These two words both appear to have the meaning "to give birth" or "to produce". However, what is the difference between the two kanji used?

I originally assumed that 生む meant "to give birth" and 産む meant "to produce", but looking at some example sentences, they seem to be used interchangeably. What is going on there?

  • 1
    There are also the nouns 出生 & 出産, which both mean "birth" in some sense.
    – Earthliŋ
    Nov 2, 2013 at 15:04
  • If the answer to the other question is too hard to understand, a new answer should be added there. Voting to close this one.
    – jogloran
    Feb 16, 2022 at 6:35
  • I wonder what the poster should do in a case like this. Start a bounty on the other question, which already has an accepted answer?
    – aguijonazo
    Feb 16, 2022 at 8:38
  • 1
    Not sure how this is best dealt with by the person asking the question, but at the same time I think it is bad having two questions that are exactly the same, each with an answer contradicting the other. I would suggest that we close this question and that @aguijonazo puts his answer in the other thread.
    – a20
    Feb 16, 2022 at 14:17
  • If you have a specific point that is not addressed by the answers you found elsewhere, perhaps you can ask a separate question, but this time with your own description of what issues you would like to have answered.
    – Flaw
    Feb 17, 2022 at 7:35

2 Answers 2


Check out this site for some kanji etymology. I've posted the results there.

: 生 (Type 2 Phonetic) birth; life + an abbreviated form of 彦 (handsome/well-formed) → (well-formed), locally grown, life-sustaining product → produce; production; local product/material (that sustains life) → one's birthplace → childbirth.

: SIS shows an abbreviated form (Type 8 Phonetic) of 艸 grass/plant + 土 earth → fresh, slender grass shoots → birth; life → new; fresh; sprout; raw; alive; by nature; youth; unripe; pure; bear fruit; spare a life; bring back to life; make use of; make a living; be/remain valid; arrange flowers/plants; grow; undiluted.

Funny enough I just saw these two kanji used in a short story by Kenzaburo Oe this evening while studying. In the story なぜ子供は学校に行かねばならないのか, the narrator uses the 産む when referring to his mother's speech, where 生む is used in the passive form (生まれる). Both are talking about giving birth, but its interesting to think about how the usage of 産 in this case does refer more explicitly to the production of a child.

Although that alone, even combined with the kanji etymology, isn't conclusive, but it seems to me like you're on the right path when viewing 産 as more related to production whereas 生 is inherently more related to life, as a general concept, e.g. 生物、[生]{い}きる、生活

  • Thanks for mentioning the 艸+土-etymology. I once saw a 山 on top of 土 and have been wondering since. Nov 6, 2013 at 16:23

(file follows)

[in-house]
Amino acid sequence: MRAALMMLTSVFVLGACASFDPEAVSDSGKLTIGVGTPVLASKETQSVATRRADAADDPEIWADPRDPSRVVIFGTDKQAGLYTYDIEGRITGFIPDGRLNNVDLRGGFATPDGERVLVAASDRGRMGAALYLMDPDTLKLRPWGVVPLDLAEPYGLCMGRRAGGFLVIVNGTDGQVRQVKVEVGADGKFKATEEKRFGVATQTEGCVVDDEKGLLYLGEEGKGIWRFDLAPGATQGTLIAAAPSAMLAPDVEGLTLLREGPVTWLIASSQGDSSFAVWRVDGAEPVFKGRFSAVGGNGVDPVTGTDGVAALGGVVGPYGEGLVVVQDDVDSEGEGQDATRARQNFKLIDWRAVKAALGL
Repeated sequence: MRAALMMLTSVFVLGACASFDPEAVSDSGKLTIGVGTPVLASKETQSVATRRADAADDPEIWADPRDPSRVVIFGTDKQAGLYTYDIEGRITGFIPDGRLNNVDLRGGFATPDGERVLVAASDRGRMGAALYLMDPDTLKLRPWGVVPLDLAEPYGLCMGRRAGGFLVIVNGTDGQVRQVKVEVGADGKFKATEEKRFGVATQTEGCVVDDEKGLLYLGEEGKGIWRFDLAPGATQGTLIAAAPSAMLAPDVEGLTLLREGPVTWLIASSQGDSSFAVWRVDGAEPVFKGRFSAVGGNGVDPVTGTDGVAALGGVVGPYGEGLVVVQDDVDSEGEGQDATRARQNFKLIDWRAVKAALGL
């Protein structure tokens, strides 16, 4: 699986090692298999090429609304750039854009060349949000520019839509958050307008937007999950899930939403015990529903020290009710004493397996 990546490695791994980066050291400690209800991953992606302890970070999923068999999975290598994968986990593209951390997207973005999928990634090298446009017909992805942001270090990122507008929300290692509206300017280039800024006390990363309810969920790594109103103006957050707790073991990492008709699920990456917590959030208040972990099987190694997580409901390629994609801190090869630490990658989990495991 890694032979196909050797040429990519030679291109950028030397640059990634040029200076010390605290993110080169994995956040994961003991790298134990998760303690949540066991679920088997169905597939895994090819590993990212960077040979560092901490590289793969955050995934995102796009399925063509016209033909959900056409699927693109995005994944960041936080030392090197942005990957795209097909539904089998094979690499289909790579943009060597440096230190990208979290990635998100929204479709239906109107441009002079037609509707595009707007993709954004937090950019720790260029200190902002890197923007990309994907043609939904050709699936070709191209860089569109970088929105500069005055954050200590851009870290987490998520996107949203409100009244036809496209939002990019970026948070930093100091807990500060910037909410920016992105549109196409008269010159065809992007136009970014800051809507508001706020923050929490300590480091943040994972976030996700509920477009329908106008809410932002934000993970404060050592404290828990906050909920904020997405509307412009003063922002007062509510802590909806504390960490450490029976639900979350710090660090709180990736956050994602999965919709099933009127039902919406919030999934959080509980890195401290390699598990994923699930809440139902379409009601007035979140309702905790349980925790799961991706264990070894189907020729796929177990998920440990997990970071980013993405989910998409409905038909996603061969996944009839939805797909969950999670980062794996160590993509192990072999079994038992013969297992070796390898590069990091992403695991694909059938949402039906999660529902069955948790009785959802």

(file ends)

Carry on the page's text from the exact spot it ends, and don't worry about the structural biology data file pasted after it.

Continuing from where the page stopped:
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    @JensJensen Take a look at the older forms of 生.
    – user1478
    Nov 7, 2013 at 0:28
  • So 産む is usually used when referring to giving birth to a child?
    – 小太郎
    Nov 10, 2013 at 10:04
  • Is this really correct? 産む refers exclusively to when a baby or egg is delivered from a mother's womb, whereas 生む is a general word that means roughly "to produce something new". Both can be used for giving birth (i.e. you "produce a new life" or you "deliver a baby", in practice the same thing), but only 生む can be used for non-living things like いい結果を生み出す. On the other hand, there are combined words such as 産業 where 産 is used for strictly material things.
    – a20
    Feb 15, 2022 at 16:02

うむ and うまれる should be written with 産 only if it refers to the (punctual) act of a mother giving birth to a baby or, in the case of non-mammals, a female laying an egg or a young hatching from an egg. 生 can also be used for that, but it covers a much broader range of meanings and is used for all other senses.

The reason うまれた is often written with 生 is that it is used to refer to the beginning of one’s life in an abstract sense, rather than the concrete instance of emerging from the mother’s body or, to use a passive form, being delivered. 産 may be used to stress the latter sense.




産みの苦しみ may also be used for a thing, but this should be understood as a figurative usage in reference to the pains a mother goes through when delivering a baby.

Here are a few references.

  • i understand 生まれるand 産まれる part but still confused about 生む and 産む because 生む have meaning "to produce" and "to create" 「新しく作り出す」 Feb 16, 2022 at 12:59
  • @yutrewq - As I said, 生む and 生まれる cover a much broader range of meanings than 産む and 産まれる, including those you mentioned.
    – aguijonazo
    Feb 16, 2022 at 13:34
  • 1
    I want to second a20's suggestion that you post this as an answer to that other question on the same topic. It's so much clearer and more complete than the answer there that has been accepted!
    – Nanigashi
    Feb 17, 2022 at 16:21

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